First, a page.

Coming Down from the Link Rush

I love it when the stars align and people come pouring in from several corners of the blogosphere (or trickling, I suppose; it all depends on your perspective), though perhaps it was just spillover attention from my housemate’s friend’s fabulous book idea and not a sudden burst of appreciation for my brilliance. Regardless, I see at least three of you have just subscribed to the feed – hi! If you’re not too shy, please have a seat, introduce yourselves, put your feet up on the coffee table. All threads are open threads here, but this one is especially so.

And I have some links.

  • Racism at the science museum, via the third Erase Racism carnival
  • The first edition of Panta Rei, a blog carnival devoted to heat and fluids, is up at Nonoscience – why did no one tell me about this earlier? This is, like, the blog carnival most specifically tailored to my research interests ever. And it’s not in the carnival, but Arunn’s description of the differences between Free and Paid Convection is short and sweet. Hattery-tippery to See You at Enceladus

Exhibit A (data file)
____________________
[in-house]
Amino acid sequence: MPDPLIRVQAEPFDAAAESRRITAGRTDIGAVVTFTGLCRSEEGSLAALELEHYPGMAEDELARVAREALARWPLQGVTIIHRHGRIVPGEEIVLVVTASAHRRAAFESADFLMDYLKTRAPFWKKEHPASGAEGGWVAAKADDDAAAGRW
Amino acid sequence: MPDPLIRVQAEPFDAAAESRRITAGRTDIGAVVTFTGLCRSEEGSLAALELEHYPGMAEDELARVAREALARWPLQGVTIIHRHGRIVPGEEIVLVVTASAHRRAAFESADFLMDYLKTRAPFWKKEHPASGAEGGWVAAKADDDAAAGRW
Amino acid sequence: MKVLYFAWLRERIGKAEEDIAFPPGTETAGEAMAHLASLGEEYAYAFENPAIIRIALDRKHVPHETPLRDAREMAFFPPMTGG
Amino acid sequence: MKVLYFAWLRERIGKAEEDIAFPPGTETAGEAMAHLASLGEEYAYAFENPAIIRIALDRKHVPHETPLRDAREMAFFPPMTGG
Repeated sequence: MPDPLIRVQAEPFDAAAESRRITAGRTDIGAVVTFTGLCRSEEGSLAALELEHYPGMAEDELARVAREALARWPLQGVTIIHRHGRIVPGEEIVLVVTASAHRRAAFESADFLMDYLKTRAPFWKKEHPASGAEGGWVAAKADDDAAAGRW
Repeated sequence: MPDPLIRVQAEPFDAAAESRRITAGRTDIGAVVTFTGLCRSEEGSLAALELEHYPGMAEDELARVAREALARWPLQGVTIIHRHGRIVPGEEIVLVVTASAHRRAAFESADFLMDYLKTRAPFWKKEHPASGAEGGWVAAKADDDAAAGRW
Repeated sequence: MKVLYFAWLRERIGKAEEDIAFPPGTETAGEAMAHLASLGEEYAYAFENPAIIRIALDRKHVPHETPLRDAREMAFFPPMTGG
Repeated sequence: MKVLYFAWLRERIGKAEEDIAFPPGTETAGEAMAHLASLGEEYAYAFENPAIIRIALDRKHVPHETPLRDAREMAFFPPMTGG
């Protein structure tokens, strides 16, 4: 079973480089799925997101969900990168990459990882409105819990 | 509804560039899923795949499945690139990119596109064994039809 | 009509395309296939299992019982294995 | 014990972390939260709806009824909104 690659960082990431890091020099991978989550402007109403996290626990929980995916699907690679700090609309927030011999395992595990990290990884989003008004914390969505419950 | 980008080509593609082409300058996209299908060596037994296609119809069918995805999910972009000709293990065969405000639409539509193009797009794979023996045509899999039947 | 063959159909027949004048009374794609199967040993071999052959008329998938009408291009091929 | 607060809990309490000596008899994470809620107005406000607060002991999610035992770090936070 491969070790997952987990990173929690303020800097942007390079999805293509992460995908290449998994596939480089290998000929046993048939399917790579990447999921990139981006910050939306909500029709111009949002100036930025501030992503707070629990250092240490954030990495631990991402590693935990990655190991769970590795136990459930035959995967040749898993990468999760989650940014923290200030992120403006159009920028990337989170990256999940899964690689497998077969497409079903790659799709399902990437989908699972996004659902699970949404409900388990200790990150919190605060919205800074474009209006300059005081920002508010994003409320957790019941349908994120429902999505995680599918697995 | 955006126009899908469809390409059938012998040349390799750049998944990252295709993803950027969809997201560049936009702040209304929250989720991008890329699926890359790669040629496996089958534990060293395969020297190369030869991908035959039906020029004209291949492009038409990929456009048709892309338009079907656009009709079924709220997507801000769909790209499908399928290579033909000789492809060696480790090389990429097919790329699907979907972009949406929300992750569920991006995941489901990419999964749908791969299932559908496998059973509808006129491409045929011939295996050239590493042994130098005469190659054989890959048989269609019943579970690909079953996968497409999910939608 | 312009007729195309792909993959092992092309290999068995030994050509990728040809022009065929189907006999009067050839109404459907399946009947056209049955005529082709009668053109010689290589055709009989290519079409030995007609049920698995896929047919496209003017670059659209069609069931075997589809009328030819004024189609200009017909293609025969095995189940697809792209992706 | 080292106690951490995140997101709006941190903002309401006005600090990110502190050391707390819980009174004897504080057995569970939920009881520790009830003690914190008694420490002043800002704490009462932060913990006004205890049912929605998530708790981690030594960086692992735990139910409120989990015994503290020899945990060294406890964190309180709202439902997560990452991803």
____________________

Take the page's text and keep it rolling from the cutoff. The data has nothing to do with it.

• I’m going to spraypaint this quote (from K.C. Cole in the Columbia Journalism Review) in huge letters across my office wall – or at least, I will if they ever tell me whether/where I’m moving offices:

    In science, feeling confused is essential to progress. An unwillingness to feel lost, in fact, can stop creativity dead in its tracks. A mathematician once told me he thought this was the reason young mathematicians make the big discoveries. Math can be hard, he said, even for the biggest brains around. Mathematicians may spend hours just trying to figure out a line of equations. All the while, they feel dumb and inadequate. Then one day, these young mathematicians become established, become professors, acquire secretaries and offices. They don’t want to feel stupid anymore. And they stop doing great work.

    Via Adventures in Ethics and Science

  • Daniel Collins on NASA’s changing mission statement: yes, they really are slighting the study of Earth. Don’t make me rhapsodize about the value of satellite data – just go read.


  1. Arunn wrote:

    Yami: Thanks for trackbacking the carnival and another post of mine. Shall ping you before the second edition of panta rei. See if you can contribute to it with your post.

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